PILON following an employee’s resignation could amount to unfair dismissal
A recent employment appeal tribunal (EAT) case shed new concerns on the possibility that bringing forward an employee’s termination date after they resign, by utilising a contractual pay in lieu of notice (PILON) clause, could amount to an unfair dismissal.
In Fentem v Outform EMEA Ltd, the employee resigned from his role giving nine months’ notice, in accordance with his contractual terms and conditions. One month before his notice period was due to end, the respondent informed him that they were enforcing the PILON clause in his contact to bring forward his termination date; he was paid in lieu for the remainder of the unworked notice. In doing so, the employee would not be eligible for a bonus under the organisation’s scheme.
The employee (Fentem) argued that the early termination of his contract amounted to an unfair dismissal by his employer; he raised this claim to the employment tribunal (ET). Under previous case law (Marshall Ltd v Hamblin), it is widely recognised that an employee’s resignation is not a dismissal if an employer exercises their contractual right to utilise a PILON clause. Fentem believed this outcome to be unfair so asked the Employment Appeal Tribunal (EAT) to reconsider the position.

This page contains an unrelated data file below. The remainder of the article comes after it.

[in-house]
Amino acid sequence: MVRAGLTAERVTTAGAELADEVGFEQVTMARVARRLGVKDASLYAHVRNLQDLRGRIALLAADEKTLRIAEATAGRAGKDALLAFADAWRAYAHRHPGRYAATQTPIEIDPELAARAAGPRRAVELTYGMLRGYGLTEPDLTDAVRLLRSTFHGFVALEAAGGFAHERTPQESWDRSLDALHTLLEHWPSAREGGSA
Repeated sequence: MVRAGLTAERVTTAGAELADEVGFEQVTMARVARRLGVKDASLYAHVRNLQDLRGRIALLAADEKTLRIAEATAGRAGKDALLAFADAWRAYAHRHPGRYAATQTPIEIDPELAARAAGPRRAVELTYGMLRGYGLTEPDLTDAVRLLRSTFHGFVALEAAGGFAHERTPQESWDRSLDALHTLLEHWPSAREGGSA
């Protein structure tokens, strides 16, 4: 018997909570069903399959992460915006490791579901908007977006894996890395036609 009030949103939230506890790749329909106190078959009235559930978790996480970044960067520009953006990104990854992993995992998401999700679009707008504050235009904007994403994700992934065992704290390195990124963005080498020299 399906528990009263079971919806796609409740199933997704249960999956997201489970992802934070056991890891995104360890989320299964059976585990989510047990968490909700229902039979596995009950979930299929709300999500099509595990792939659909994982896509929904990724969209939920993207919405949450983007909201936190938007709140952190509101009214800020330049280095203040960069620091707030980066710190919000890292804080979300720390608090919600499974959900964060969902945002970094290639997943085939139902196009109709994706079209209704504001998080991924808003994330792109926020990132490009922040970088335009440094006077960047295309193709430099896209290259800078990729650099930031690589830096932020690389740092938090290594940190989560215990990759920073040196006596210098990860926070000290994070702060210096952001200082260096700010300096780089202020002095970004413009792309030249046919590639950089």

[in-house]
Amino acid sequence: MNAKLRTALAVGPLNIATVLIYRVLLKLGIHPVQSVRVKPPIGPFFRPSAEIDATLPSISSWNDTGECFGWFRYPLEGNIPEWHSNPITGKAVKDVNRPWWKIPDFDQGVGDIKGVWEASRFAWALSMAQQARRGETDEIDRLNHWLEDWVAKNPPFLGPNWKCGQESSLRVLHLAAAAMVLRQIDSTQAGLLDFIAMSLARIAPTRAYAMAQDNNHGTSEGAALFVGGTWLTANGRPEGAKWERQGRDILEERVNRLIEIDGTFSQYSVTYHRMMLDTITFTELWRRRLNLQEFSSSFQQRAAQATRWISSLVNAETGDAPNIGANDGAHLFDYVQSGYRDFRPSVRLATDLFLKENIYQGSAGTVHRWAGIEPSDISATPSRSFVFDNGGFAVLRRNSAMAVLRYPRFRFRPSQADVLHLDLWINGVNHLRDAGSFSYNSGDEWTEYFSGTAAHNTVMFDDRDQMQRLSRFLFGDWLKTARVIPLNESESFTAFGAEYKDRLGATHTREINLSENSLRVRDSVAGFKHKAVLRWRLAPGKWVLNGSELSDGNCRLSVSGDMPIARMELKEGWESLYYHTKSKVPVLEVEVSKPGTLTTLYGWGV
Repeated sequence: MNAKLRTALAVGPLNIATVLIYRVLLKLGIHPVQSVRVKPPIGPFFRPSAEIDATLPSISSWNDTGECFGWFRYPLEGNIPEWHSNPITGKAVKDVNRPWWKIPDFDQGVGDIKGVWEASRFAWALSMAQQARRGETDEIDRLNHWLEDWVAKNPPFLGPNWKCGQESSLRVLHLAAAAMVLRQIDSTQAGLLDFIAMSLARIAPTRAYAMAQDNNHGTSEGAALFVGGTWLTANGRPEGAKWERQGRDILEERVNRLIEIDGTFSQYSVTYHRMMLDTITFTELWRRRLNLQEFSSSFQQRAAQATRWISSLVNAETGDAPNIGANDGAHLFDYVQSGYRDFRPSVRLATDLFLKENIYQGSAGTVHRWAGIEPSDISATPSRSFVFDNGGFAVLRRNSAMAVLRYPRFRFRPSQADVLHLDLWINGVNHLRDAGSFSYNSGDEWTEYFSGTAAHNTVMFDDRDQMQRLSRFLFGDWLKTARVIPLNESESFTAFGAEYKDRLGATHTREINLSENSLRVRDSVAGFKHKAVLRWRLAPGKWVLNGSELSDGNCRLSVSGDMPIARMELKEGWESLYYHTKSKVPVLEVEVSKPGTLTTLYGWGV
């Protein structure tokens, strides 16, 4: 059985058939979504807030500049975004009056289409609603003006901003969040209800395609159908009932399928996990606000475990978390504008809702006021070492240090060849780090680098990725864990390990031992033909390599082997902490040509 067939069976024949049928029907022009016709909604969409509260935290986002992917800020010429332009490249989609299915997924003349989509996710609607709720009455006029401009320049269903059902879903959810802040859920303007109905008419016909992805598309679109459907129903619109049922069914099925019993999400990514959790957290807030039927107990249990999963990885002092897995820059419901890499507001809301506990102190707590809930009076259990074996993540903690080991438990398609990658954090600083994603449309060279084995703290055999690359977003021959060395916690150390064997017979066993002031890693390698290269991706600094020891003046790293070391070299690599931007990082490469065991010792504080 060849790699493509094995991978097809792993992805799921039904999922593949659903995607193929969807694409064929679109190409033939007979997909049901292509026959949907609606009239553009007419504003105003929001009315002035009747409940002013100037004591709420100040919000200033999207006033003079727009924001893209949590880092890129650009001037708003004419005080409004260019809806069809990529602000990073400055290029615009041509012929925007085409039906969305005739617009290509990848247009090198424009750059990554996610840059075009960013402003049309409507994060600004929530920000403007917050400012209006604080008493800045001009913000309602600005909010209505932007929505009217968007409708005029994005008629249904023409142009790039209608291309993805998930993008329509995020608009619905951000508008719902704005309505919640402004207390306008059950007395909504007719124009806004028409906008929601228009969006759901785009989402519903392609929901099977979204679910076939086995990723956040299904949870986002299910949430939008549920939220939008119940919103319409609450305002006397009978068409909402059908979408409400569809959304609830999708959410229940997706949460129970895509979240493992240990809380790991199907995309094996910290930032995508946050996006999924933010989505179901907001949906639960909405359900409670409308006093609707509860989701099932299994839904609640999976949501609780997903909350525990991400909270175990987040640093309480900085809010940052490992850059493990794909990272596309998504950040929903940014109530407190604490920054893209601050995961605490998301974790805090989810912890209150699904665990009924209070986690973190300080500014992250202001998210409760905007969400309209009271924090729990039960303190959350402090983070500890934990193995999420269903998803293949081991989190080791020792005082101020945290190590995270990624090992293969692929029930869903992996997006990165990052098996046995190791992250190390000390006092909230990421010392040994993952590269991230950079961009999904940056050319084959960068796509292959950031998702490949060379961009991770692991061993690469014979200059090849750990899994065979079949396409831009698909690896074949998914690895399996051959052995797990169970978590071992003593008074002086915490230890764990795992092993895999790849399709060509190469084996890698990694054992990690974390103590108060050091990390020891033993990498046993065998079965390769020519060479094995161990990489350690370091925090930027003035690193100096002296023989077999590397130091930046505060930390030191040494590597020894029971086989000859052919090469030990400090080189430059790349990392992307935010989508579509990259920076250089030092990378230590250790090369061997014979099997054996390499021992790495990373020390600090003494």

The EAT agreed that the use of PILON in his situation should amount to a dismissal, but did not have the authority to overturn the initial EAT decision in the Marshall-Hamblin case. For the decision to be overturned, it must be heard by a higher court, such as the Court of Appeal or UK Supreme Court. As such, the EAT could not uphold the claim but an appeal to the Court of Appeal (CoA) has been permitted.
Until a judgement is made by the CoA, employers are allowed to continue to use existing PILON clauses to bring forward the termination date of an employee who resigns, but should be careful when doing so to avoid the risk of unfair dismissal claims in the future. It’s also important to remember that where there is no contractual PILON clause, bringing forward an end date will likely amount to unfair dismissal, unless explicit agreement is sought from the employee to do so. It is best for an agreement of this nature to be confirmed in writing and at no point should an employer refuse an employee’s request to work their notice, nor persuade them to leave early. Doing so could increase the risk of successful unfair dismissal and/or breach of contract claims.
Employers should also keep in mind the reluctance of the EAT judge to not uphold the appeal and prepare for the potential that the CoA will overturn the original decision. This would create new issues for employers, as it would likely mean employees would, in every case, have to be allowed to work their entire notice period. The only other options available to employers may be to utilise existing garden leave clauses, whereby the employee continues to be paid for the duration of their notice, but is not expected to come to the workplace nor complete any work. An employee’s length of service continues to accrue as usual on garden leave, so any related benefits may have to be offered to them.